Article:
Saturday, February 14, 2009

Love: Living in one big small town

I love Uruguay for many reasons: beaches, steaks, dulce de leche, mate. But what I love most about Uruguay is that it feels like one big small town. You know how when you go into a Duane Reade in Manhattan, and after waiting, 10 minutes in line, you finally get to the cashier and the entire transaction takes place without any verbal exchange whatsoever? Most likely you won’t even get a smile. In fact, if a silent, smile-less transaction occurs, consider yourself lucky. Because most likely the cashier is jabbering to her coworker, bitching for 5 minutes about how her man doesn’t treat her right… and then she rings you up. It’s one of those mundane occurrences that remind you that the benefits of New York’s anonymity come at the cost of social capital.

Well… Uruguay is nothing like that. My experiences here remind me much more of that feeling you get when you walk into a barbeque joint in Taylor, Texas. That feeling of “I’m welcome here.” I can walk in here, put my hands on my hips and stare at the pit for awhile, watching the brisket and ribs and sausage smoke, or stare at the menu, and consider patiently all my options, and nobody is going to give me a dirty look, or tell me to hurry up. Even more, instead of ignoring my existence, they are likely to ask me how my day went, or if I want to sample the brisket. That feeling of being in a small town, of exchanging pleasantries with people you encounter in your daily life, of nodding or waving to the neighbors, of giving that guy you don’t know a hand, just because he needs one, that’s what Uruguay feels like.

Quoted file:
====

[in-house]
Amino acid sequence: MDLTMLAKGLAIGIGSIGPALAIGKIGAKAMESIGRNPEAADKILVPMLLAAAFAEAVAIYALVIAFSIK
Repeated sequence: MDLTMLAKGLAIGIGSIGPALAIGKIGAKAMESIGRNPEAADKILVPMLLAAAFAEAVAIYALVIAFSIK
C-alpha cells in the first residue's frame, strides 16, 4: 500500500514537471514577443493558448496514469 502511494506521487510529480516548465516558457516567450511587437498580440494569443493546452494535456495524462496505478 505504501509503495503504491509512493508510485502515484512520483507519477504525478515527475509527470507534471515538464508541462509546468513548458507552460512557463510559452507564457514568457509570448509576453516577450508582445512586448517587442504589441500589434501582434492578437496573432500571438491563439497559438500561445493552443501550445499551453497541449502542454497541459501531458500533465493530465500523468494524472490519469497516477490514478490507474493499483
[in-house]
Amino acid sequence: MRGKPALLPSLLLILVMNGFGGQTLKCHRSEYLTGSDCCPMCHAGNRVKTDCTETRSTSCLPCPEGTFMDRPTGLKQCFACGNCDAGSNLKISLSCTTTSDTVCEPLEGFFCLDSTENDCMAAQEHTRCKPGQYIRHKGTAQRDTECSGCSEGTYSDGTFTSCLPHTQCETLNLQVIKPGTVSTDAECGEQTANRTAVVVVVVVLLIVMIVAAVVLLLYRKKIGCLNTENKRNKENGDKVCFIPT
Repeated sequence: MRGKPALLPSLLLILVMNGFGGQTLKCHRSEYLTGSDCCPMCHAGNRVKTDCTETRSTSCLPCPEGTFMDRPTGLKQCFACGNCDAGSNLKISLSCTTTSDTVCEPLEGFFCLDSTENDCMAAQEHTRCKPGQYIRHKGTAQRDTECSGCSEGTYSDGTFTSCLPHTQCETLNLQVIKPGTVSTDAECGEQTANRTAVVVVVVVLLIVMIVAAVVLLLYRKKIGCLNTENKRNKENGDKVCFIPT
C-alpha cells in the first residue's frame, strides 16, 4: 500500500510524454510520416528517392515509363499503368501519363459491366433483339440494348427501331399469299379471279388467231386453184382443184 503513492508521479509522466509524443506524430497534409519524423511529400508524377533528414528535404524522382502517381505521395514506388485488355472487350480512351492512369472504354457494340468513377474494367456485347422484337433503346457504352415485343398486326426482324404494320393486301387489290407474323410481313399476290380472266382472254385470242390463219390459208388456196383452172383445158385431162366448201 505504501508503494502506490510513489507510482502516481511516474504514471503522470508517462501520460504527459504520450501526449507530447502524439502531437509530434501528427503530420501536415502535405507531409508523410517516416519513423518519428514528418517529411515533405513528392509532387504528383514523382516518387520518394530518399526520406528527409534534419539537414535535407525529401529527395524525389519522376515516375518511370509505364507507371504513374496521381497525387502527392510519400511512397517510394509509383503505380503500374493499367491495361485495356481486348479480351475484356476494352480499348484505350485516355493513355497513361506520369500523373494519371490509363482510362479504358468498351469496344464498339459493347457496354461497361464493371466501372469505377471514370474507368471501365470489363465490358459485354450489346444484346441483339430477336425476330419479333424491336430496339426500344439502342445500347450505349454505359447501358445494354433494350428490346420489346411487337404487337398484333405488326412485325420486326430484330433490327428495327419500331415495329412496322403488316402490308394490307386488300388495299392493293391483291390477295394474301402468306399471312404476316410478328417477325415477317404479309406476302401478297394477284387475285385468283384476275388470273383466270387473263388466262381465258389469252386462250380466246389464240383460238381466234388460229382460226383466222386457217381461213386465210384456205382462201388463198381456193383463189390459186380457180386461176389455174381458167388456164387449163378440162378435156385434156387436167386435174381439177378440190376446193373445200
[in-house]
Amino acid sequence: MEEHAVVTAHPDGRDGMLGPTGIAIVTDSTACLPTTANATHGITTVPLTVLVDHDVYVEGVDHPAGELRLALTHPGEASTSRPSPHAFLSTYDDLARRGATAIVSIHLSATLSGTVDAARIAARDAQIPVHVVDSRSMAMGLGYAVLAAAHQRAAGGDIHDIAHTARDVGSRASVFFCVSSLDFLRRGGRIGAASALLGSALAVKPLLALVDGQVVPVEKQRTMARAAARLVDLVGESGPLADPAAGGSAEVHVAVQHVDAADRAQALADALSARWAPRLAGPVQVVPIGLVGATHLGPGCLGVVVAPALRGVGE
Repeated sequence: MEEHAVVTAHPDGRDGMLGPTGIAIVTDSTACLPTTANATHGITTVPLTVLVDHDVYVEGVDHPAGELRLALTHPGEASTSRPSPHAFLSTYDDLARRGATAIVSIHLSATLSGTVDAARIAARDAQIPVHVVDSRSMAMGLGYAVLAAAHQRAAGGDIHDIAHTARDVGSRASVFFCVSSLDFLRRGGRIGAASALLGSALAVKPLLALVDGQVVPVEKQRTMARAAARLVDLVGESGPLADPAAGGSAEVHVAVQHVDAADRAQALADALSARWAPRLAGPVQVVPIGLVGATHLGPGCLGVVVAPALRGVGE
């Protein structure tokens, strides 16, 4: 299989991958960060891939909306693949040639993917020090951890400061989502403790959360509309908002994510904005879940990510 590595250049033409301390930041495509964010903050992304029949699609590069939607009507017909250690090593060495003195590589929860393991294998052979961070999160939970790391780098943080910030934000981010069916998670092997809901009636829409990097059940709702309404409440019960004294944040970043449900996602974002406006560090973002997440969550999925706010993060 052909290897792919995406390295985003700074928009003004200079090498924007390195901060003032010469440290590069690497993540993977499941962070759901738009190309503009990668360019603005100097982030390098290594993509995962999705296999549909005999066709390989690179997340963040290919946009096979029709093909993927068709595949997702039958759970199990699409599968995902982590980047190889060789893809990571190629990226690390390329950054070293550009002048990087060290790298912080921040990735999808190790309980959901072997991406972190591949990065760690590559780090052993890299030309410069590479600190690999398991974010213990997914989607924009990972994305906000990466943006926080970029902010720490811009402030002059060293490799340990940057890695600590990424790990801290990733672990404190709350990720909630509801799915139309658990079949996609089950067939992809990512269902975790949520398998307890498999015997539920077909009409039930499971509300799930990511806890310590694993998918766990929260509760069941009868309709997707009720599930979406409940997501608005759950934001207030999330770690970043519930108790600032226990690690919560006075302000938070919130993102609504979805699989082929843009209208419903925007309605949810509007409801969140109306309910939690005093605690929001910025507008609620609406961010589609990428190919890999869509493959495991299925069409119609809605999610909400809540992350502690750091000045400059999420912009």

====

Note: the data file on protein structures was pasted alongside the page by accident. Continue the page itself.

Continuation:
My recent trip to La Tablada, a slaughter-house (matadero) in Melo, Cerro Largo, was one of those pleasant experiences that can only happen when you live in a big small town. One of those “I’m welcome here” experiences. The father of a friend of Noelia proposed that we visit the matadero to learn more about an industry that is so vital to Uruguay’s livelihood. Check out the video. [WARNING: If the process of turning a living, breathing cow into a steak offends you, don't watch this.]


Anonymous said...

very cool eric! i mean, i dont know if cool is the right work, educational? informative? either way, thank you for sharing, I dont get to see much past my two flat screens and funny you mention it but i just spent a good 23 minutes at duane reade buying a diet dr pepper. so annnoooyyying.

Benjamin N. Gedan said...

Lo miré y ¡terminé con ganas de comer un asado!

Jon k said...

That's fucked up, dude. Think you're going a little Joseph Conrad down there.

Though I'm envious of your beef access. Also, this reminds me I never got my gourd from neema.

Martín said...
This comment has been removed by the author.
Random said...

Este blog es GENIAL!
Keep it up, dude.

No comments about the video. I enjoy the phase that comes after all those procedures...and after the cooking, of course. xD

Erin said...

yummmm...taylor bbq. maybe I'll bag some up and send it to y'all. ;)

I'm glad you're having a good time in Uruguay...aren't you supposed to be working??? Ahhh, ignore me, I'm just jealous of the sunbathing and beef overload. Remember to wear sunscreen!